Not only, he says, are these services highly sought after by North Americans, they’re also needed for locals in the Caribbean.
“(As) medical care takes people to a longer life they become incapacitated in their 50s, 60s and 70s with joints that are breaking down…It costs about five times as much for joint replacement in the USA as it does in India, and two or three times as much as it does in Costa Rica. (The Caribbean) can come in somewhere at the level of Costa Rica.”
Stakeholders are understandably encouraged by the multiplier effect that medical tourism could have on related industries and services.
Although many hospitals will likely provide residential care to those on medical holidays, hoteliers say they, too, expect a boost if medical tourism takes off.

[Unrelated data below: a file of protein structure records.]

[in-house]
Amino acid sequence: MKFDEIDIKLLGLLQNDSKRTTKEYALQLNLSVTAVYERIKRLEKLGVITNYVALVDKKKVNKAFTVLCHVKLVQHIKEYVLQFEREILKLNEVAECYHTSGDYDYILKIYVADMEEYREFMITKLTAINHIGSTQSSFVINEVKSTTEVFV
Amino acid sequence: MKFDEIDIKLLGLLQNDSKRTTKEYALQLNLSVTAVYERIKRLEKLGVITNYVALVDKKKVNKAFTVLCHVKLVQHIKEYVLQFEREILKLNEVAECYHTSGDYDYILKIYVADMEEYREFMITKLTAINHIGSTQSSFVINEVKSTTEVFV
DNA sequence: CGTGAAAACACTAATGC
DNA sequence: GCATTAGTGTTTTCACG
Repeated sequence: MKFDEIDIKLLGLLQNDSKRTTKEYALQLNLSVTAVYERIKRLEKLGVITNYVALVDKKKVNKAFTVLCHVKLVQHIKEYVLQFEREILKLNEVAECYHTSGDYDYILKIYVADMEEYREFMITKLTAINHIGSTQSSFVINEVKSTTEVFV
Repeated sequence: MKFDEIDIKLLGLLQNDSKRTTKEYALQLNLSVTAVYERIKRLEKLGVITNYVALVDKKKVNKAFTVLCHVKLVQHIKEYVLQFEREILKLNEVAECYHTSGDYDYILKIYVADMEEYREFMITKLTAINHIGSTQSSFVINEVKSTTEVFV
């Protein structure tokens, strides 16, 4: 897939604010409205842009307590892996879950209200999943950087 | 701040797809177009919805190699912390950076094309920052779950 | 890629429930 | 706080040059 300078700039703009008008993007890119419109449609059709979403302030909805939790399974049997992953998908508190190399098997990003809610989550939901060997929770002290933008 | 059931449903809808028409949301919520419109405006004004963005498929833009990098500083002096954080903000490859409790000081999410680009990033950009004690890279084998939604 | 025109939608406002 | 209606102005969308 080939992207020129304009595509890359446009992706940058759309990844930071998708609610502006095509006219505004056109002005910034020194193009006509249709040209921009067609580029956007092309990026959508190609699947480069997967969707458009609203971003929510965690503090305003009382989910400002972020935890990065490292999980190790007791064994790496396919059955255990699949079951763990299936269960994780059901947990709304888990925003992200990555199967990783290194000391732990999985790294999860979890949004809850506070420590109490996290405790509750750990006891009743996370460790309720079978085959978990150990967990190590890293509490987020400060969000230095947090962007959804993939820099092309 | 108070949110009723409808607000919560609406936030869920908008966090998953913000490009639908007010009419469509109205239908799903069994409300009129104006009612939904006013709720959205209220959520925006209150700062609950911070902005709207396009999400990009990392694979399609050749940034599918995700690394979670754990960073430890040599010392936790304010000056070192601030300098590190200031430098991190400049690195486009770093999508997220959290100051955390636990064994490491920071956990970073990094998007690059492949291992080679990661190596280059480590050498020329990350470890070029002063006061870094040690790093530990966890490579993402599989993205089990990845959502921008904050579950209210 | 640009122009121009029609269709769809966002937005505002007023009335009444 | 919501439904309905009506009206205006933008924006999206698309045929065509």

The President of the Barbados Hotel and Tourism Association, Alvin Jemmott, told BBC Caribbean the accommodation sector will look to cater for friends and relatives accompanying patients to the Caribbean.
He said hoteliers in Barbados are starting to focus on retrofitting their facilities so outpatients with disabilities and physical injuries can be easily accommodated.
“If we don’t have the facilities in place for those travellers who have physical challenges then we’re missing out on a whole market niche,” he said.
But amidst the opportunities there’s no escaping the many challenges. Strict government regulation of the sector is critical to ensure compliance with international best practices in quality assurance and safety.
It’s a caution underscored by Dr. Jacob Thomas, a group medical adviser at a leading private medical centre in Malaysia.